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More arrests expected as investigation unfolds, officials say

Updated:
OKLAHOMA CITY (AP) -- Years of public corruption that led to the jailing of a deputy health commissioner could have created "life-threatening" conditions for some nursing home residents, Oklahoma Attorney General Drew Edmondson says.

Edmondson also said Wednesday that a federal-state probe of state regulation of nursing homes is "in no way complete" and more arrests are expected.

He commented at a news conference at the same time Deputy Commissioner Brent VanMeter was being brought before a U.S. magistrate on a federal bribery charge.

No other arrests had been made by Wednesday night, the FBI and prosecutors said. But Edmondson predicted a lengthy investigation and said "there will be additional charges against additional people."

Van Meter, 46, was charged with accepting a $1,000 bribe to help qualify a nursing home operator for federal funds. The charge carries a maximum penalty of 10 years in prison and a $250,000 fine.

Van Meter was released on his own recognizance. Defense attorney Mack Martin had no comment on a plea. Van Meter did not respond to telephone messages left at his home Wednesday night by The Associated Press.

Magistrate Valerie Couch set Van Meter's preliminary hearing for May 10.

Van Meter was arrested Tuesday as investigators searched six locations, including the Health Department, the defendant's home and private businesses. Several boxes were removed from Van Meter's home.

Van Meter had been in charge of his agency since April 24, when Commissioner J.R. Nida went on medical leave after surgery. Officials said Nida was not a target of the investigation.

Van Meter and seven other Health Department workers were suspended with pay as the investigation unfolded. Officials said the other suspensions were not disciplinary, but were ordered to allow the probe to continue in their areas of the department without interference.

The names of employees suspended along with Van Meter were not released.

The FBI, which began the investigation in 1996, alleges that Van Meter solicited and accepted a payoff to qualify a nursing home operator for federal subsidies.

Edmondson's Medicaid Fraud Unit cooperated in the probe. He said charges could be filed against more Health Department workers as well as nursing home operators.

Federal prosecutor Joe Heaton said no other arrests had been made, but he would not say whether any were pending.

An FBI affidavit quotes a taped telephone conversation on April 17 in which a nursing home operator asked Van Meter to falsify Health Department records to generate an extra $50,000 in income for the nursing home. The affidavit said Van Meter asked for 2percent of the $50,000 -- or $1,000.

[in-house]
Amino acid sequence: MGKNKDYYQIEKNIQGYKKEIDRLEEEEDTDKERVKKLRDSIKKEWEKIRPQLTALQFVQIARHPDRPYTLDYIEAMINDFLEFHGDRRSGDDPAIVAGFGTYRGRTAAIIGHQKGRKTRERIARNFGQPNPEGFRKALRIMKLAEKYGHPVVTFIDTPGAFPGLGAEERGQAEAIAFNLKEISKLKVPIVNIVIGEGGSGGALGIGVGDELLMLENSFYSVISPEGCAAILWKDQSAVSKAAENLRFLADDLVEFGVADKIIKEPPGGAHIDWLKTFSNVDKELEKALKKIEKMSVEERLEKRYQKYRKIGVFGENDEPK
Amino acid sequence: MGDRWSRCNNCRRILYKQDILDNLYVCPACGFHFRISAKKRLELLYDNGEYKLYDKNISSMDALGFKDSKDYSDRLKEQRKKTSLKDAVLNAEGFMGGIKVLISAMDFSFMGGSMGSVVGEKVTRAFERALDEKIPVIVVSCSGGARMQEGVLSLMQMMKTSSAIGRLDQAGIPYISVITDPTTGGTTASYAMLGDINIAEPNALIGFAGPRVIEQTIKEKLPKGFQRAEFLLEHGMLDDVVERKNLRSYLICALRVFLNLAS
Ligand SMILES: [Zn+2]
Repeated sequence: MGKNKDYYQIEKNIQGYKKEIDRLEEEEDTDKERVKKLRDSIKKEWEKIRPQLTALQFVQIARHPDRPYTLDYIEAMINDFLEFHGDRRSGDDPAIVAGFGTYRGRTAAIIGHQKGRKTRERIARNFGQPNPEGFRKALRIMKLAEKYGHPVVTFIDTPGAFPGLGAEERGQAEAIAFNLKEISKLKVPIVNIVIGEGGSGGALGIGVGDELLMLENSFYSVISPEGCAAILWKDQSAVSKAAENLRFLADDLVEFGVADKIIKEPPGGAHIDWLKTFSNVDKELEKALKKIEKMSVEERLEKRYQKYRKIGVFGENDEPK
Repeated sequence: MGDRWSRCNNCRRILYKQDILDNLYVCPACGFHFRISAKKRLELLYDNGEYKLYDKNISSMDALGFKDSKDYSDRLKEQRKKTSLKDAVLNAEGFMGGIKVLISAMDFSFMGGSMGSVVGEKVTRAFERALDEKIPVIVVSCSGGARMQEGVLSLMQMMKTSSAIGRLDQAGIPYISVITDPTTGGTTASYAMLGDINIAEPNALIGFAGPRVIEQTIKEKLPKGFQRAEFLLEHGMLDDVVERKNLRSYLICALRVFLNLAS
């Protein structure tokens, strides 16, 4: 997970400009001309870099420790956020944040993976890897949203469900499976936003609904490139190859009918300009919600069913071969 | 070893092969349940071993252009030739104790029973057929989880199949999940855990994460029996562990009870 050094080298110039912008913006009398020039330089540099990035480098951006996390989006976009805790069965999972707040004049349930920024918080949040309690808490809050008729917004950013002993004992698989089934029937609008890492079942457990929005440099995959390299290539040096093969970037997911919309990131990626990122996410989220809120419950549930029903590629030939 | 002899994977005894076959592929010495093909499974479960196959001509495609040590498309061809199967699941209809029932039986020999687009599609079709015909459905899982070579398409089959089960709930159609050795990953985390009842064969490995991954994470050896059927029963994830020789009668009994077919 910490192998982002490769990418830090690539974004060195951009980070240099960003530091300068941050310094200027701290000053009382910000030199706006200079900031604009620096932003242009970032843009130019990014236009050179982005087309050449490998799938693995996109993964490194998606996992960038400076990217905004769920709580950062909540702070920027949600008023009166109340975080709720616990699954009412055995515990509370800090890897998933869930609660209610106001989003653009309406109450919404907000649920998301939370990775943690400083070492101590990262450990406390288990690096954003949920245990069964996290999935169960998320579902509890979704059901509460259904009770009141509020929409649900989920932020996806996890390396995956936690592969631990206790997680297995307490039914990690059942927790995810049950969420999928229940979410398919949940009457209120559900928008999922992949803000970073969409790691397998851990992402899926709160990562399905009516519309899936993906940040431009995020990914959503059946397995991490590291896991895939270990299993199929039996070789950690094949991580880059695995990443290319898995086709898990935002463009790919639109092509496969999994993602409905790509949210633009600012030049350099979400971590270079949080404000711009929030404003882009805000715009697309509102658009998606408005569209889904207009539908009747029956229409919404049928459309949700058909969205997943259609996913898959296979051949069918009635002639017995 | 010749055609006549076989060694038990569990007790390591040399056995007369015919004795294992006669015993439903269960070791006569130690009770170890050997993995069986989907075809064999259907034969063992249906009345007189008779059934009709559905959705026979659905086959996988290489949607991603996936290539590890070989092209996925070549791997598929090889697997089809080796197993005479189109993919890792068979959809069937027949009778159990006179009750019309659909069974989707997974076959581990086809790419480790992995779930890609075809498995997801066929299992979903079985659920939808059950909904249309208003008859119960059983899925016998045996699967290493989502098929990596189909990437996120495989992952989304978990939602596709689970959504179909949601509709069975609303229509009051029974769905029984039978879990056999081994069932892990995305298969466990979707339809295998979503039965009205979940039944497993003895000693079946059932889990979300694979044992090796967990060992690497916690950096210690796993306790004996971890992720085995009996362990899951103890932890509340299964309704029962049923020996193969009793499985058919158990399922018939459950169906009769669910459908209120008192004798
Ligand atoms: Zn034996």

Edmondson said the case involved not just financial fraud, but "the quality of care" provided by some nursing homes allegedly allowed to violate rules with impunity.

"Those rules are there to protect the quality of care," Edmondson said.

Gov. Frank Keating characterized the case as "raw, unadulterated corruption." "This is intolerable," Keating said. He said taxpayers need to be assured that "their tax dollars are being prudently handled and their loved ones are being cared for."

Jerry Regier, a member of Keating's cabinet, was named acting director of the Health Department. He met with about 90 Health Department employees and asked anybody who could help the investigation to come forward.

"This puts potentially at risk some of the federal funds that Oklahoma receives," Regier said.

Jay Gregory, chairman of the state Health Board, said the events had "created tremendous turmoil, conflict and chaos" at the agency, which regulates the nursing home industry. "We will find opportunity out of this chaos," he said.

An affidavit by FBI Agent Mark D. Seyler also discussed trips Van Meter made to a simulcast betting location where he placed bets on horses during office hours and one time called his secretary to take $500 out of a jar in his office and bring it to him.

Don Hudman, executive director of the Area Wide Agency on Aging, said his organization and other advocates for the aging had complained for years that Van Meter had been a defender of nursing homes and ignored legitimate problems in the industry.

Hudman said there is "a long, ugly history" of Van Meter siding with the Oklahoma Nursing Home Association to kill legislation sought by advocates for nursing home patients.

"No amount of outcry by family members, advocates and ombudsmen has deterred the shameful and deplorable conditions that have gone unchecked at specific nursing homes in Oklahoma," Hudman said. "The current investigation is a long time coming."
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